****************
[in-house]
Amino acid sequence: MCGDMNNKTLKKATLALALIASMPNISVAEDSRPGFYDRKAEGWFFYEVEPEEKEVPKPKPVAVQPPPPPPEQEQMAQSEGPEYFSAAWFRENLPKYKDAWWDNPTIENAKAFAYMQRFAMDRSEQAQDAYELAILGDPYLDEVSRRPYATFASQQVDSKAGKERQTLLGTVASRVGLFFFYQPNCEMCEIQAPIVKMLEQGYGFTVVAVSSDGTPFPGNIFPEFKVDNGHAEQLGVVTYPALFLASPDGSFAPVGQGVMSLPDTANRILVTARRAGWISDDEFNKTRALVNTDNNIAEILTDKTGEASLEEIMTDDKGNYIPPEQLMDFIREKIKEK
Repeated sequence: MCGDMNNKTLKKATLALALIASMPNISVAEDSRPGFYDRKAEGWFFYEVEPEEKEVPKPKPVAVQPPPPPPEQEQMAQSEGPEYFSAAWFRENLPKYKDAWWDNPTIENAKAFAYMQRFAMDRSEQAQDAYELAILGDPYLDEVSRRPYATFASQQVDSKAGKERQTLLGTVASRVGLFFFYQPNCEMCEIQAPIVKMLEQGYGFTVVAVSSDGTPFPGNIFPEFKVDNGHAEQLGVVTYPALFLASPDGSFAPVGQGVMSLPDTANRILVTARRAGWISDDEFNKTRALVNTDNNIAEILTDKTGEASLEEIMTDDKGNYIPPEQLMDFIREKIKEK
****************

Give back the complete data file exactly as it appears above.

[in-house]
Amino acid sequence: MCGDMNNKTLKKATLALALIASMPNISVAEDSRPGFYDRKAEGWFFYEVEPEEKEVPKPKPVAVQPPPPPPEQEQMAQSEGPEYFSAAWFRENLPKYKDAWWDNPTIENAKAFAYMQRFAMDRSEQAQDAYELAILGDPYLDEVSRRPYATFASQQVDSKAGKERQTLLGTVASRVGLFFFYQPNCEMCEIQAPIVKMLEQGYGFTVVAVSSDGTPFPGNIFPEFKVDNGHAEQLGVVTYPALFLASPDGSFAPVGQGVMSLPDTANRILVTARRAGWISDDEFNKTRALVNTDNNIAEILTDKTGEASLEEIMTDDKGNYIPPEQLMDFIREKIKEK
Repeated sequence: MCGDMNNKTLKKATLALALIASMPNISVAEDSRPGFYDRKAEGWFFYEVEPEEKEVPKPKPVAVQPPPPPPEQEQMAQSEGPEYFSAAWFRENLPKYKDAWWDNPTIENAKAFAYMQRFAMDRSEQAQDAYELAILGDPYLDEVSRRPYATFASQQVDSKAGKERQTLLGTVASRVGLFFFYQPNCEMCEIQAPIVKMLEQGYGFTVVAVSSDGTPFPGNIFPEFKVDNGHAEQLGVVTYPALFLASPDGSFAPVGQGVMSLPDTANRILVTARRAGWISDDEFNKTRALVNTDNNIAEILTDKTGEASLEEIMTDDKGNYIPPEQLMDFIREKIKEK